Expedition Africa: Stanley and Livingstone



Adventurers follow in history's footsteps in exciting show.

What parents need to know

Positive messages

The series celebrates the adventurous human spirit and people’s ability to conquer extreme elements and overcome challenges. The explorers’ commitment to teamwork is challenged again and again, and egos often clash in tense situations, but they usually talk their way through the tough times and remain focused on their collective goal. Only one team member is a woman, and she admits to feeling disrespected by other explorers because of her gender.


Plenty of tense exchanges and heated disagreements -- a la most reality TV.

Not applicable

Sporadic instances of “f--k” and “s--t” are edited out.

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Drinking, drugs, & smoking
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Parents Need to Know

Parents need to know that this compelling nature/adventure reality series includes plenty of tense exchanges and disagreements. As tempers flare, so does the strong language ("s--t" and "f--k," for example), but it's mostly edited and sporadic. The series shows great respect for both the natural splendor and inherent dangers of Africa and celebrates the adventurous spirit of explorers past and present.

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What's the story?

In EXPEDITION AFRICA: STANLEY AND LIVINGSTONE, four modern-day adventurers embark on a 30-day, 970-mile journey into Tanzania in the footsteps of famed explorers Dr. David Livingstone and Henry Stanley. The travel journals of Stanley -- an American journalist who traveled the same route in 1871 hoping for the scoop behind Dr. Livingstone's disappearance -- now provide direction for navigator Pasquale Scaturro, wildlife expert Mireya Mayor, survivalist Benedict Allen, and journalist Kevin Sites. Together with a team of hired porters and under the protection of two Masai warriors, the team must conquer the extreme African elements and overcome dangers like dehydration, wild animals, and disease.

Is it any good?


It's tough to miss the similarities between this series and the groundbreaking reality hit Survivor, which originally made a household name of Expedition Africa producer Mark Burnett. The four-person cast appears to have been assembled not just on their individual merits but also on the powder keg potential of their collective egos. The explorers often take breaks during intense situations to sound off about their peers for the camera in confession-style asides (a staple of modern reality TV) -- which makes for plenty of personal drama but also detracts a bit from the show's central purpose of documenting a re-enactment of one of history's most remarkable journeys.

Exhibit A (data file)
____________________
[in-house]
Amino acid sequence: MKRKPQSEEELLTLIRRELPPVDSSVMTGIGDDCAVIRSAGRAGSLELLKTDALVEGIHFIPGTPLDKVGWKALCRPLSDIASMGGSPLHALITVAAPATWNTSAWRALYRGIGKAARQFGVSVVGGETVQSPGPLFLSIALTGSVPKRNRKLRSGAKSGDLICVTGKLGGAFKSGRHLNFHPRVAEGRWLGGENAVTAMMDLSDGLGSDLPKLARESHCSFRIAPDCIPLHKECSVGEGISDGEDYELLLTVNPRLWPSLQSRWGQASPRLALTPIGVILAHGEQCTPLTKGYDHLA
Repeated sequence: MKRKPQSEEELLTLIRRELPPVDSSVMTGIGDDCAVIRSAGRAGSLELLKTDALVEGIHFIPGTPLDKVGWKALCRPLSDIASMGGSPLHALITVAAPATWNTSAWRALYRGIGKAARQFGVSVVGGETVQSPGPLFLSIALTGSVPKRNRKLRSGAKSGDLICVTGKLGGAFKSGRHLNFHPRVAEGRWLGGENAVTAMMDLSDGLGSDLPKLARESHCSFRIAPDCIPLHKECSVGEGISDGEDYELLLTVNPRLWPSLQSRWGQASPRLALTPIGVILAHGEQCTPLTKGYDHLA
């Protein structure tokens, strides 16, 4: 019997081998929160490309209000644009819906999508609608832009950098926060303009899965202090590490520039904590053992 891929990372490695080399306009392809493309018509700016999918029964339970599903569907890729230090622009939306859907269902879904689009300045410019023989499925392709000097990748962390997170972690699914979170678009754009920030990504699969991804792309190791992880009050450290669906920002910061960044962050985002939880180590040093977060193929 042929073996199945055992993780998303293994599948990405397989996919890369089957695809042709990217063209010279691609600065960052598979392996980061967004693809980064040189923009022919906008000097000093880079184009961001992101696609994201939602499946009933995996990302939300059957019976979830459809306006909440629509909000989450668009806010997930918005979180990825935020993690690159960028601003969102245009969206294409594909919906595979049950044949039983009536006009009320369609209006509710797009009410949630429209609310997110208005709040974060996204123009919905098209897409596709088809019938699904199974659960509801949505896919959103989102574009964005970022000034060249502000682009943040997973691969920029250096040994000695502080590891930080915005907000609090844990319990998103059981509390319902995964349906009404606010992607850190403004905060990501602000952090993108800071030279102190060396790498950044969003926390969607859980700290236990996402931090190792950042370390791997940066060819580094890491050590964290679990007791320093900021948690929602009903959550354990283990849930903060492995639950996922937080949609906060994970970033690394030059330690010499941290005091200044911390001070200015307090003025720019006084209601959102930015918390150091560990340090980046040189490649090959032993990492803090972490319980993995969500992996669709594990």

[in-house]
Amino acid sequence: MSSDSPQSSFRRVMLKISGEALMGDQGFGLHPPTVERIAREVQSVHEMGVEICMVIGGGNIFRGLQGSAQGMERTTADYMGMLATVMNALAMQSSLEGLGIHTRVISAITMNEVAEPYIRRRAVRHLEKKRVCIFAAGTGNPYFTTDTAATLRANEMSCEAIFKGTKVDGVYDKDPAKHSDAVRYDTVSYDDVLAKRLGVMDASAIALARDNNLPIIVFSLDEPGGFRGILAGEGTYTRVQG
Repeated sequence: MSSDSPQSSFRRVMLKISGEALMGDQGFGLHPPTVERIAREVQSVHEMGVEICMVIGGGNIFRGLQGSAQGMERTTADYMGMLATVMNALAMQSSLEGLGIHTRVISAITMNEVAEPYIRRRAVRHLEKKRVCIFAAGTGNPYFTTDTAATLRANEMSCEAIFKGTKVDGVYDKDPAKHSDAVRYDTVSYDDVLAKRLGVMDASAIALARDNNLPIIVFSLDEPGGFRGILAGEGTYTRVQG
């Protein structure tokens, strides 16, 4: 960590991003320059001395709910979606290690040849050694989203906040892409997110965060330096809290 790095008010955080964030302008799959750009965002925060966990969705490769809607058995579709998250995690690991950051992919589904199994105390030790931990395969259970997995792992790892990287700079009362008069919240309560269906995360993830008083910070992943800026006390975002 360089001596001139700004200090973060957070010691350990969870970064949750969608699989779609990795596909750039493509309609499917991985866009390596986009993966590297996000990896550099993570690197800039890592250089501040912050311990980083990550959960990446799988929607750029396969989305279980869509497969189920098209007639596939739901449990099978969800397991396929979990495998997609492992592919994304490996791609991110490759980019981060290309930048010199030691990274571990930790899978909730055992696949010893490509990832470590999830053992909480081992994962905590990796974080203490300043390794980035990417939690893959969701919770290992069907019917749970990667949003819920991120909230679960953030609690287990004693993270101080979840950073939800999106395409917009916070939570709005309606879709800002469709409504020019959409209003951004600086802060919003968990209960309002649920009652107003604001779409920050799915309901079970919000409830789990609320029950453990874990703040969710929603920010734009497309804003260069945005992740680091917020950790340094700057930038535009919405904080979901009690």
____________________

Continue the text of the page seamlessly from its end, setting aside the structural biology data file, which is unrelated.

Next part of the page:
That said, Expedition Africa has a lot to offer those who can handle the cast's frequent conflicts. There's plenty of more truly realistic drama as the explorers routinely face dangerous wildlife and the possibility of disease. Their travels offer viewers a look at stunning beauty of Africa's landscape and its diverse population, and the cast's passionate respect for both is inspiring. But even that pales in comparison to the show's celebration of the human spirit and quest for adventure.

Families can talk about...

  • Families can talk about why shows about survival are so popular. Do you think most people would enjoy finding themselves in similar circumstances, or is it just vicarious living? What special skills do the explorers in this show have that keep them safe in the wild?  Why is it important to have people with different specialties (wildlife, survival, navigation) on an expedition like this? How do they work as a team for a common goal? What skils could you contribute to a team like this?

TV details

Cast:Benedict Allen, Mireya Mayor, Pasquale Scaturro
Genre:Reality TV
TV rating:TV-PG
Available on:DVD

This review of Expedition Africa: Stanley and Livingstone was written by

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Learning ratings

  • Best: Really engaging; great learning approach.
  • Very Good: Engaging; good learning approach.
  • Good: Pretty engaging; good learning approach.
  • Fair: Somewhat engaging; OK learning approach.
  • Not for Learning: Not recommended for learning.
  • Not for Kids: Not age-appropriate for kids; not recommended for learning.

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